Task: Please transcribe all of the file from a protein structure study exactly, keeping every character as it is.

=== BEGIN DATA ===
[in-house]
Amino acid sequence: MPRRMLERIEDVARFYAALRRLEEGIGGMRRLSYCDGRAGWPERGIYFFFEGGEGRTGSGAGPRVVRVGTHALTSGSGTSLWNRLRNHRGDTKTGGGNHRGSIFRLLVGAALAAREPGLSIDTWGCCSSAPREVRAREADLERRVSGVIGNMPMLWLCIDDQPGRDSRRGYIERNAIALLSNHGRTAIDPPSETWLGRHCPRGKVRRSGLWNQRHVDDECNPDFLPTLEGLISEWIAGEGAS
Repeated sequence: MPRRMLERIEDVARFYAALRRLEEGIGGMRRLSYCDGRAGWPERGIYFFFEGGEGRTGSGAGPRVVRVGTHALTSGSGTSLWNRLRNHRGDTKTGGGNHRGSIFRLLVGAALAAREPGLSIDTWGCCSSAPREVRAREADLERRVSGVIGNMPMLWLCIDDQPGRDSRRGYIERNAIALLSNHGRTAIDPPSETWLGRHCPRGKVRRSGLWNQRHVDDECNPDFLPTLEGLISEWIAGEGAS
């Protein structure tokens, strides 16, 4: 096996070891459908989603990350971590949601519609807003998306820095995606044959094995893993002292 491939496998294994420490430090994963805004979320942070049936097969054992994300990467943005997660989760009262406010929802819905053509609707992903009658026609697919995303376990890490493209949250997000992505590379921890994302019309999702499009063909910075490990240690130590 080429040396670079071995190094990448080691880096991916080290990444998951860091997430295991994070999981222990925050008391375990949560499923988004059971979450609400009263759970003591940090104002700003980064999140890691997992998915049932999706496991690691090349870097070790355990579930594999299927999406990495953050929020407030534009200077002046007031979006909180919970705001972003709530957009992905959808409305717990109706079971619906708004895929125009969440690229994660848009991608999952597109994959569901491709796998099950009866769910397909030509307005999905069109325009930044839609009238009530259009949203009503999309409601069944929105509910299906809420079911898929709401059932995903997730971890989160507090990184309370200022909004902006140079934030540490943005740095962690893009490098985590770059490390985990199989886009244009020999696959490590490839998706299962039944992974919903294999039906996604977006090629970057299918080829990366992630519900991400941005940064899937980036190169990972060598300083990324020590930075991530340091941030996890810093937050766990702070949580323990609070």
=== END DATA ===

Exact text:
[in-house]
Amino acid sequence: MPRRMLERIEDVARFYAALRRLEEGIGGMRRLSYCDGRAGWPERGIYFFFEGGEGRTGSGAGPRVVRVGTHALTSGSGTSLWNRLRNHRGDTKTGGGNHRGSIFRLLVGAALAAREPGLSIDTWGCCSSAPREVRAREADLERRVSGVIGNMPMLWLCIDDQPGRDSRRGYIERNAIALLSNHGRTAIDPPSETWLGRHCPRGKVRRSGLWNQRHVDDECNPDFLPTLEGLISEWIAGEGAS
Repeated sequence: MPRRMLERIEDVARFYAALRRLEEGIGGMRRLSYCDGRAGWPERGIYFFFEGGEGRTGSGAGPRVVRVGTHALTSGSGTSLWNRLRNHRGDTKTGGGNHRGSIFRLLVGAALAAREPGLSIDTWGCCSSAPREVRAREADLERRVSGVIGNMPMLWLCIDDQPGRDSRRGYIERNAIALLSNHGRTAIDPPSETWLGRHCPRGKVRRSGLWNQRHVDDECNPDFLPTLEGLISEWIAGEGAS
């Protein structure tokens, strides 16, 4: 096996070891459908989603990350971590949601519609807003998306820095995606044959094995893993002292 491939496998294994420490430090994963805004979320942070049936097969054992994300990467943005997660989760009262406010929802819905053509609707992903009658026609697919995303376990890490493209949250997000992505590379921890994302019309999702499009063909910075490990240690130590 080429040396670079071995190094990448080691880096991916080290990444998951860091997430295991994070999981222990925050008391375990949560499923988004059971979450609400009263759970003591940090104002700003980064999140890691997992998915049932999706496991690691090349870097070790355990579930594999299927999406990495953050929020407030534009200077002046007031979006909180919970705001972003709530957009992905959808409305717990109706079971619906708004895929125009969440690229994660848009991608999952597109994959569901491709796998099950009866769910397909030509307005999905069109325009930044839609009238009530259009949203009503999309409601069944929105509910299906809420079911898929709401059932995903997730971890989160507090990184309370200022909004902006140079934030540490943005740095962690893009490098985590770059490390985990199989886009244009020999696959490590490839998706299962039944992974919903294999039906996604977006090629970057299918080829990366992630519900991400941005940064899937980036190169990972060598300083990324020590930075991530340091941030996890810093937050766990702070949580323990609070």